1,080 hectares to develop: PMC out of ideas
The civic body had earmarked the land to create infrastructure for education, health and recreation as part of its draft development plan for 2007-27. But since the centre's recently-passed land acquisition bill is likely to jack up prices of plots massively, the corporation has been left searching for ways to circumvent the problem
Pune Municipal Corporation (PMC) would likely have to throw its development blueprint out of the window, as the Land Acquisition, Rehabilitation and Resettlement Bill, 2013, ratified recently by parliament, will come into effect soon. The civic body had identified 1,080.79 hectares of land for setting up essential infrastructure for education, health and recreation in its draft development plan for 2007-27 for old city limits. However, when the new law takes over, the civic body would have to shell out about twice the current market price of the plots while obtaining them.
Experts believe if the civic body wants to avoid paying such a heavy price, it has to restore Town-planning Scheme (TPS), which has not been implemented since the first Development Plan (DP) of the city was announced in 1966.
Ujwal Keskar, former corporator and founder president of Pune Janahit Aghadi, said the civic body should adopt TPS, like Gujarat chief minister Narendra Modi. “This way, the corporation would not have to spend money purchasing the land, as under TPS the civic administration gets 30 per cent of land free of cost. Apart from that, plot owners are also benefited through equitable sharing of land,” he said.
Under Town-planning Schemes land is pooled and amenities are developed so the community gets an equitable share of the realty. The programmes are for smaller areas and can be incorporated into the DP. City-based Right to Information activist Vijay Kumbhar, who has been active in providing suggestions regarding elimination of loopholes existing in the draft DP, has espoused TPS.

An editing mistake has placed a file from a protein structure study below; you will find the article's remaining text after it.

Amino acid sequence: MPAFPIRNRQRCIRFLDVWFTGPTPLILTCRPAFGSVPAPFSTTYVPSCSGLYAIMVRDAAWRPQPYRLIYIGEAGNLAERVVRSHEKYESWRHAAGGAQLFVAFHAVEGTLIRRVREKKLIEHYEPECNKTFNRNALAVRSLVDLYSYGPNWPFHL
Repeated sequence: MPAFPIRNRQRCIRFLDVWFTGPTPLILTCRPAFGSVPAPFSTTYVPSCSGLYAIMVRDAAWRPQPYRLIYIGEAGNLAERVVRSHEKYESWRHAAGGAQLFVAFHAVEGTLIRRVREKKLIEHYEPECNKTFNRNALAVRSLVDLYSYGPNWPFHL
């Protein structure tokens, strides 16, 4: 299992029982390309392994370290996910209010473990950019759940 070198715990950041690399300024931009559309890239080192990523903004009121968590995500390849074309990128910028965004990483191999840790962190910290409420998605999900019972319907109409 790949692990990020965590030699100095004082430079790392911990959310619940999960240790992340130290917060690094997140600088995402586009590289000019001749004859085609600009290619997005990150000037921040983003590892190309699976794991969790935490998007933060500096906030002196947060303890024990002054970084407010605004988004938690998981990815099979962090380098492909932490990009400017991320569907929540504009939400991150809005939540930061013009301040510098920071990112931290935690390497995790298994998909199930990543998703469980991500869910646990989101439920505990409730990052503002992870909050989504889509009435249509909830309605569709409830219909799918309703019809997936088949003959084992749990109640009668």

“Implementing TPS is the only option, and for that the present DP has to be annulled, as the civic administration can not afford to buy the land paying twice the market price. The Transfer of Development Rights (TDR) rate would also go up, and so the civic administration would find it difficult to go for this alternative,” added Kumbhar. The state town-planning department too is now in a quandary, and officials are saying that they have to carry out a brainstorming session to find a way around the new land acquisition bill hampering projects in the city.
“We have to review the reservation policy and find alternate means for free acquisition of land,” said director of state town-planning department Kamlakar Akode. On the other hand, city engineer of PMC Prashant Waghmare said that TPS wouldn’t be applicable to the entire city and the municipal corporation must find other sources of revenue.
The present draft DP includes the 17 peths and surrounding areas of the city, spanning 147.85 square kilometres of area. So far, 921 locations have been identified and reserved for public utility projects. While in the 1987 DP, 587 areas were reserved, but the corporation succeeded in acquiring only 22 per cent of the total 1,000 hectares. earmarked.